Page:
The Problem of Teen Suicide: A Parent’s Guide
Suicide among adolescents is one of the issues that worries parents the most. Therefore, we want to share today's article in order to tell parents what they need to know about teen suicide.
Teen suicide is one of the issues that worries parents the most. No parent can be sure whether their teen has ever considered suicide – no family is exempt. Many teens suffer in silence, unable to find the solution to their problems and anguish.
There’s no doubt that adolescence is an awkward and confusing time. Individuals find themselves in the middle of the transition from childhood to adulthood.
It’s a time in their lives that is full of uncertainty, and teens tend to feel isolated from their family members and peers. As a result, some may experience suicidal thoughts which can become stronger with time.
As parents, it’s important to discover if these kinds of thoughts are going through your child’s head. In this sense, reaching out for necessary help is fundamental in order to provide maximum family and professional support.
Unfortunately, at one time or another, many teens consider suicide as a permanent solution to their problems. This is especially true when the problems are persistent. Their own doubts, confusion, pressure to be successful or fit in can be quite costly for children who are at risk.
Teen suicide: signs to watch out for
Teenagers usually give off certain signs that they’ve lost hope and no longer have a desire to live. Given that adolescence is a turbulent time in a child’s life, the signs may be hard to spot.
What’s true is that these warning signs manifest themselves mainly through changes in behavior. We’re referring to loss of interest in activities and an inability to concentrate on school work.
Other signs include no longer caring about personal appearance, sadness, and changes in how the teen normally acts.
As parents, we must not make light of these kinds of behaviors. And when it comes to actual suicide attempts, immediate intervention is paramount. If your child shows any of these signs, seek professional help right away.
Without a doubt, besides professional treatment, teens need to understand that there are many people who are concerned for their well-being. If the subject ever comes up in conversation, allow your teen to express his or her feelings without judging. Teens need to know that your love and care is unconditional.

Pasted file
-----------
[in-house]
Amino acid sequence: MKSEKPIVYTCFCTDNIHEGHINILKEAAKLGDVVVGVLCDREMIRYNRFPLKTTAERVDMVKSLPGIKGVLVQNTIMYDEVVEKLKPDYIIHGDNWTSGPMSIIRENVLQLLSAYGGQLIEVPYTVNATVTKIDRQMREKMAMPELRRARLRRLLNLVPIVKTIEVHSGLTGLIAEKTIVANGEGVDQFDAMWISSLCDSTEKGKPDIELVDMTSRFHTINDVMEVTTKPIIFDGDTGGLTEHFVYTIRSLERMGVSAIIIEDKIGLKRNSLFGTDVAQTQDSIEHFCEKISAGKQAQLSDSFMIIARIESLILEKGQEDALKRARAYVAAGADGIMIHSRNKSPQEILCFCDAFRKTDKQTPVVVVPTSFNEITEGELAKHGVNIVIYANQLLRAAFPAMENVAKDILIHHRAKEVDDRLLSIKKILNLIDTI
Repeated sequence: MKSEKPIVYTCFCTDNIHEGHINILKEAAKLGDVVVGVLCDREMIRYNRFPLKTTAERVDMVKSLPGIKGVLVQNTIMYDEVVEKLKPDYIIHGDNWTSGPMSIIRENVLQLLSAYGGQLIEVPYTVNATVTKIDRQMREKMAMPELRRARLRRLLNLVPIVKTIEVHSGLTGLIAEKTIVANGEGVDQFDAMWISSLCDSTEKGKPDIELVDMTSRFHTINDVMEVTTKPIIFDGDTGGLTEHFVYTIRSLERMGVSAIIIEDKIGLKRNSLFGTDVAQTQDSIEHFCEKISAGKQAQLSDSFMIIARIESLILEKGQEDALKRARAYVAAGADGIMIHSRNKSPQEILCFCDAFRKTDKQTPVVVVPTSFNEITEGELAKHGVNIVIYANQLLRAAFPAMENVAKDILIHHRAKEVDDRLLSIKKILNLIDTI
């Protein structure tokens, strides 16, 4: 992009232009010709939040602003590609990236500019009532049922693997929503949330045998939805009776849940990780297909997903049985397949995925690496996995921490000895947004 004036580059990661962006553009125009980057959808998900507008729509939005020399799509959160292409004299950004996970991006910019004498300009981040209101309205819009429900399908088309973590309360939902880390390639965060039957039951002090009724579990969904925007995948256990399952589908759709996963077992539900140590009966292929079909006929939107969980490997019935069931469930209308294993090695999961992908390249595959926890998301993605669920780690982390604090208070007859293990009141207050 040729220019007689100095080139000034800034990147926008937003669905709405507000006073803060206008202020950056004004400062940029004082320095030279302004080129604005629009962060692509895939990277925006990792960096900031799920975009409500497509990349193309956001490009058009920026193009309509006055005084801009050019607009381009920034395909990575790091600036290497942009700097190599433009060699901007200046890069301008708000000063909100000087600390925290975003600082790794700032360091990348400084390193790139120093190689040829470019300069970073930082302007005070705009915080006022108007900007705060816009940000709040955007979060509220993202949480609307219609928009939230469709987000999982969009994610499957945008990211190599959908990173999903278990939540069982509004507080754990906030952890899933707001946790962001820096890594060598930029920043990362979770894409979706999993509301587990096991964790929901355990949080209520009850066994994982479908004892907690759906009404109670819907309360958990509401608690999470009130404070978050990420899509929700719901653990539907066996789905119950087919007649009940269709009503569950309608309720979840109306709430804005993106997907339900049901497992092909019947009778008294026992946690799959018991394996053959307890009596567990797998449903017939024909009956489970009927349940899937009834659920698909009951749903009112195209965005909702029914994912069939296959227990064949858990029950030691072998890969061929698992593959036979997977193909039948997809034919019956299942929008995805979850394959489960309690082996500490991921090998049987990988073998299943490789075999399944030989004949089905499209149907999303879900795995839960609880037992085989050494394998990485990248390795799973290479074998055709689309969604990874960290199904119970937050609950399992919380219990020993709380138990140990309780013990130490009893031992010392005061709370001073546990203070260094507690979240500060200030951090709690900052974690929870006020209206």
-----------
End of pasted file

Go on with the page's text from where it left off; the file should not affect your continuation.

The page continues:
Allow teens to express their feelings
It’s worth mentioning once again how important it is to give teens the opportunity to express their feelings. This has a preventative effect. Therefore, don’t hesitate to bring up the subject and ask teens questions so they can talk about what they’re experiencing.
However, not all children feel confident or comfortable talking about these things with their parents. If that’s the case, involving other family members, school counselors, doctors or other trusted professionals can be helpful. Basically, the goal is to help troubled teens get the assistance they need.
In fact, doctors, including psychologists, offer professional evaluations and treatment for the causes that lead to depression. Without a doubt, psychological intervention can help teens develop the adaptive mechanisms they need to take on their problems.
Teen suicide: Risk factors
Among the most frequent risk factors for teen suicide are the following:
- Adolescence itself, as part of the development of a person’s personality
- Family or community history of suicide or suicide attempts
- Psychiatric disorders like anxiety, depression and schizophrenia
- Limited social integration
- Being a victim of sexual abuse
- Poor health
- A personal history of suicide attempts and relapse: This is the biggest risk factor in teen suicide.
Besides the circumstantial pressures of adolescent life, specific circumstances can further contribute to thoughts of suicide.
The source of anxiety is harder to resolve when teens are facing circumstances that are beyond their control. These circumstances may affect them directly, or they may be affecting someone they love. For example:
- Alcoholism in the home
- A change in family formation (for example, a new step parent or step sibling)
- Moving to a new community
- Exposure to domestic violence
- Substance abuse
- Emotional negligence
Before closing, we want to remind you that teen suicide is an issue that deserves all of our attention. In this sense, you should pay attention to any change in your child’s behavior that signifies a major shift in his or her normal attitude.
Act immediately. If needed, seek the help of professionals who can intervene in the situation. Without a doubt, the seriousness of this issue deserves an urgent response.